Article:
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Answered 2010-06-08 15:27:31

Nope. There is no statute of limitations for collecting child support.

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Get a court order terminating support as of a specific date, with a finding as to the amount of arrearage, or that there is no arrearage. Then send certified copies to the child support agencies in your State and the State where the child lives and/or where any other orders were entered in the matter.


If you're living together with the child, no; in such a case, get an order terminating support and setting the arrearage or stating that no arrearage is owed.


No. Once you owe back child support (arrearage), you' will be paying until paid in full. There is no statute of limitations when child support is at issue, regardless of the age (s) of the child (ren).



Get a court order terminating support as of a specific date, with a finding as to the amount of arrearage, or that there is no arrearage. Then send certified copeis to the child support agencies in your State and the State where the child lives and/or any other orders were entered in the matter.


My suggestion: Get a court order terminating support as of a specific date, with a finding as to the amount of arrearage, or that there is no arrearage. Then send certified copies to the child support agencies in your State and the State where the child lives and/or where any other orders were entered in the matter.


No. There is no statute of limitations for collecting child support.


Assuming this is about a child support arrearage, the only legal excuses are misidentification and payment.


Yes. Don't assume that support will end automatically. My suggestion: Get a court order terminating support as of a specific date, with a finding as to the amount of arrearage, or that there is no arrearage. Then send certified copies to the child support agencies in your State and the State where the child lives and/or where any other orders were entered in the matter.


Get a court order terminating support as of a specific date, with a finding as to the amount of arrearage, or that there is no arrearage. Then send certified copies to the child support agencies in your State and the State where the child lives and/or where any other orders were entered in the matter.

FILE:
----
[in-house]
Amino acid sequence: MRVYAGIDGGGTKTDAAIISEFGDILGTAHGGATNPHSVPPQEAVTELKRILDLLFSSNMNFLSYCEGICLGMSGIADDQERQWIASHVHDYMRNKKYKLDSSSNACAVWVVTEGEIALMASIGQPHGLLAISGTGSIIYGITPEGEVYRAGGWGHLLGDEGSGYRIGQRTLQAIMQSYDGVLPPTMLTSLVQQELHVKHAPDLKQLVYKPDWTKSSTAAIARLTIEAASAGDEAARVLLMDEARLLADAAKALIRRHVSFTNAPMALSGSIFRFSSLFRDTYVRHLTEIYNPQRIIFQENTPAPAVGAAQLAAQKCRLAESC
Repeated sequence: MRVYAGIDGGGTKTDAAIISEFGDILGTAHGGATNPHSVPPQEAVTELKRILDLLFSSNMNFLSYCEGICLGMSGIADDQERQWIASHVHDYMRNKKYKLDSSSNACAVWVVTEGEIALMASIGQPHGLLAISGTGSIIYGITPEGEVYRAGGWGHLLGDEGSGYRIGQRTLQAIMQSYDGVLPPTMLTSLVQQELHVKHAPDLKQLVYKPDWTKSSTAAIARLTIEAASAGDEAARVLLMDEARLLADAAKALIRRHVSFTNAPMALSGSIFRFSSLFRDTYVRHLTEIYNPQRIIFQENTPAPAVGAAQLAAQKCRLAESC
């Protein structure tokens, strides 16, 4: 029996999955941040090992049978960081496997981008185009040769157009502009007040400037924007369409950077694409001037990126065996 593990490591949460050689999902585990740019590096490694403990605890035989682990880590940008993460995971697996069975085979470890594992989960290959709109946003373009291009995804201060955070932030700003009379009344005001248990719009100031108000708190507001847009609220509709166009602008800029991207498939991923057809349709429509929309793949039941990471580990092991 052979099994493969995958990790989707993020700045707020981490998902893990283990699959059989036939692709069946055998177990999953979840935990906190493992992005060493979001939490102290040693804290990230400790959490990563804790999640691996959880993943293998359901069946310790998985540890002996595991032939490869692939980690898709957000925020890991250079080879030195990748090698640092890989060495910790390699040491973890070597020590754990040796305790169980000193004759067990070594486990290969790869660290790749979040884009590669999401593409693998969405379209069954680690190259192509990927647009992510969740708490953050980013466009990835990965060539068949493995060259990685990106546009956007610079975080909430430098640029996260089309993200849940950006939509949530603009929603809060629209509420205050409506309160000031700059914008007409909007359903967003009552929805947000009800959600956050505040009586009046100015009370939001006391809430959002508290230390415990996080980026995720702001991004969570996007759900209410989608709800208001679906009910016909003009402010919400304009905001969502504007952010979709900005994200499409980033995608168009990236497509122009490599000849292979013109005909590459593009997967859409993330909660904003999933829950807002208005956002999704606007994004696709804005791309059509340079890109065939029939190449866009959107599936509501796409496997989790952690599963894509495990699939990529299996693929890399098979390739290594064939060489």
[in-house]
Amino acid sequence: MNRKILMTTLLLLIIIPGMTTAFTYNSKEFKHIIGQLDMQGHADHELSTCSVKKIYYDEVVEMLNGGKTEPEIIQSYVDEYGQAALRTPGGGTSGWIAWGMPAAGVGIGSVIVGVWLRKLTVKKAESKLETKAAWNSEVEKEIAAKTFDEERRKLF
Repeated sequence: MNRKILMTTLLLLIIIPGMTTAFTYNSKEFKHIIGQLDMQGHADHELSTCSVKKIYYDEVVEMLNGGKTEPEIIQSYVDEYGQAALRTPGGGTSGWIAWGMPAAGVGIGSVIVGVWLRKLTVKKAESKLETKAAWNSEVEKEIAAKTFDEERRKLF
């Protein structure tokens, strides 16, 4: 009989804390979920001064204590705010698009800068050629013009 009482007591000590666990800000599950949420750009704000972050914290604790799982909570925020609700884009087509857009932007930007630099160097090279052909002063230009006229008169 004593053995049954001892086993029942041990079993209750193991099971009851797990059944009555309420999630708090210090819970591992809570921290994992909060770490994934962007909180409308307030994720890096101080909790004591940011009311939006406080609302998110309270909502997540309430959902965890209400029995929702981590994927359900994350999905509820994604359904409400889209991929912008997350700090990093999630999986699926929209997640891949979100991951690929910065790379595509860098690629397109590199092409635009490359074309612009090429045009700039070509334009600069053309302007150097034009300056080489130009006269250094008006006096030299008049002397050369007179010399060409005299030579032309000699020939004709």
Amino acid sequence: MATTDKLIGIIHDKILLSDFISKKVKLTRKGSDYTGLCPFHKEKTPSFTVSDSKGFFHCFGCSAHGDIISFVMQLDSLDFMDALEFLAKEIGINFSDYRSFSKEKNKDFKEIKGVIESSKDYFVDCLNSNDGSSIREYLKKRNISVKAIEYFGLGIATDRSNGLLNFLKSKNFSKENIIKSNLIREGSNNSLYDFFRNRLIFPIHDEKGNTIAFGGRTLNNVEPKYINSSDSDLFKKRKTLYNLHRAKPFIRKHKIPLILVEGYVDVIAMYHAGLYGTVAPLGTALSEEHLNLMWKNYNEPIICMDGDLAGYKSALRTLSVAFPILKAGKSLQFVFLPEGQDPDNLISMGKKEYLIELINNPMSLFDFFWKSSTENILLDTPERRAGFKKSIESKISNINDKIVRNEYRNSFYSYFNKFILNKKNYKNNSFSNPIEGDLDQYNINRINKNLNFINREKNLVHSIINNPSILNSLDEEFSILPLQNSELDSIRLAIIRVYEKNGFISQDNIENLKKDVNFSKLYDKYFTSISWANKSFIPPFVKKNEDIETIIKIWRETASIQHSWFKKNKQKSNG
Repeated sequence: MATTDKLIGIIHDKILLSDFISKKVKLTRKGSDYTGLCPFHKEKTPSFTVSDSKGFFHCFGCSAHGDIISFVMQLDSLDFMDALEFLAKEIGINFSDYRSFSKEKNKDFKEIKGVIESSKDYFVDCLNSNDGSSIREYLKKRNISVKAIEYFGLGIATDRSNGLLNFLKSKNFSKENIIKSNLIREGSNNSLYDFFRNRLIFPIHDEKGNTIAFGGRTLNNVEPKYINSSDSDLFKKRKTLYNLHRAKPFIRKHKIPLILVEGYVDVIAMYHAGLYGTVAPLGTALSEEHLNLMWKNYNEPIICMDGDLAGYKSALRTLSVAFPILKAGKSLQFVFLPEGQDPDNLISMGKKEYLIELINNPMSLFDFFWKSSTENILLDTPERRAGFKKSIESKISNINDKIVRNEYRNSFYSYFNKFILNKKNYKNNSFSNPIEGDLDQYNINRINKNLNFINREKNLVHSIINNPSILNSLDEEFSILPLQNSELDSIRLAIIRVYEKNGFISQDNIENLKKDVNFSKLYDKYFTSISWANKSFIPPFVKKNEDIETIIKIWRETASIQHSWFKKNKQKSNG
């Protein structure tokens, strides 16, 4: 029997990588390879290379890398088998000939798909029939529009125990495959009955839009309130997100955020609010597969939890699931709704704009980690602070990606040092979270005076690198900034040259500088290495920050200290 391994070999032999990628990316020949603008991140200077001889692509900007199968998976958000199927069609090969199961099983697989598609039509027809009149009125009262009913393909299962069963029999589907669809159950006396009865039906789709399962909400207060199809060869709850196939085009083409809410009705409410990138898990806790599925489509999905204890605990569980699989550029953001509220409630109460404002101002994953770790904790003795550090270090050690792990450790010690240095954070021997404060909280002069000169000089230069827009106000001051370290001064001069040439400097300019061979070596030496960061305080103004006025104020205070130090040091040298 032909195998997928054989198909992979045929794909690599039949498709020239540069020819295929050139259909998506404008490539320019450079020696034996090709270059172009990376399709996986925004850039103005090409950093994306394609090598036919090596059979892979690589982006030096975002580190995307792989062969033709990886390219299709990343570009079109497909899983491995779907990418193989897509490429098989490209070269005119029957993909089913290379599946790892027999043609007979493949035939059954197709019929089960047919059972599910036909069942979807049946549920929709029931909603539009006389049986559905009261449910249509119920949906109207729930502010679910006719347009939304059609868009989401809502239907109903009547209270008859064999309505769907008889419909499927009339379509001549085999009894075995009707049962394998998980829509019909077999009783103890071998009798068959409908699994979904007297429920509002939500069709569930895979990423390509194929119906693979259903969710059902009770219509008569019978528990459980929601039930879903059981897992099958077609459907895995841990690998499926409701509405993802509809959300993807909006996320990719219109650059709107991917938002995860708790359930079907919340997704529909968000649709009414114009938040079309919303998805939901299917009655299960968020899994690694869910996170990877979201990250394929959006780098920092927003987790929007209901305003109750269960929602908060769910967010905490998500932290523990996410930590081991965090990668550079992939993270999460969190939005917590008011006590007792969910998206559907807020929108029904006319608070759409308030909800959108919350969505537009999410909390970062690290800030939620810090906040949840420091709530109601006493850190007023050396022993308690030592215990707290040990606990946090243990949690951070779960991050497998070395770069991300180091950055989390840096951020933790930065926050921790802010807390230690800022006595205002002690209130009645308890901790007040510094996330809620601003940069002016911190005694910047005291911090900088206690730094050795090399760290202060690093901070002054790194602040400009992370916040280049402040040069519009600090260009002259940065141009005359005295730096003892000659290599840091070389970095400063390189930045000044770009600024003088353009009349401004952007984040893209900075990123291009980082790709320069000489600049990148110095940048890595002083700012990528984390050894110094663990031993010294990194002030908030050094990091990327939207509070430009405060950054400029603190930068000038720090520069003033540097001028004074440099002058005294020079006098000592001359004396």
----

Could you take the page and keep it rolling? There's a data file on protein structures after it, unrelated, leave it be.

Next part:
No, you can't stop paying the arrearage. You can file a motion to terminate current/future payments since the child is now married, but you will still owe the arrearage.


I suggest that you contact your State's child support agency about collecting the arrearage. When you get an interview with them, bring all the papers relating to your child support: birth certificates, acknowledgments of paternity, court orders, payment records, etc. Be polite but persistent. Good luck!


Get a court order terminating support as of a specific date, with a finding as to the amount of arrearage, or that there is no arrearage. Then send certified copeis to the child support agencies in your State and the State where the child lives and/or any other orders were entered in the matter.


It means that you'll be paying your arrearage/back child support until paid in full, regardless the age of the child.


Get a court order terminating support as of a specific date, with a finding as to the amount of arrearage, or that there is no arrearage. Then send certified copies to the child support agencies in your State and the State where the child lives and/or where any other orders were entered in the matter. [Support may continue if the child is in college and/or severely disabled.]


Contact your attorney and file a "Motion of Amendment" to your court order and upon discovery of status of said child a judge will issue stop support order and you will be absolved of any child support payments except any arrearage that you might owe. If you owe any arrearage, that will still have to be paid.



By "compromising" the arrearage with the other parent and/or the State (and the court).


Child support arrears do not expire until they are paid.


Depends on the jurisdiction; in Illinois, it's a percentage of the amount of current support (generally, 20%).


Yes, if the court approves the agreement as being in the best interests of the child[ren].


File a motion to modifysee link below for opinion by Judge David Grey Ross, Commissioner of the Federal Office of Child Support Enforcement on doing a retroactive modification.Another opinion.Child support orders cannot be modified retroactively, so it's going to be difficult if not impossible to "remove" the arrearage


Not if the State has certified to the Federal government that your arrearage exceeds $2,500.


If the court ordered support is in arrearage, all assets of the obligated parent are subject to seizure.



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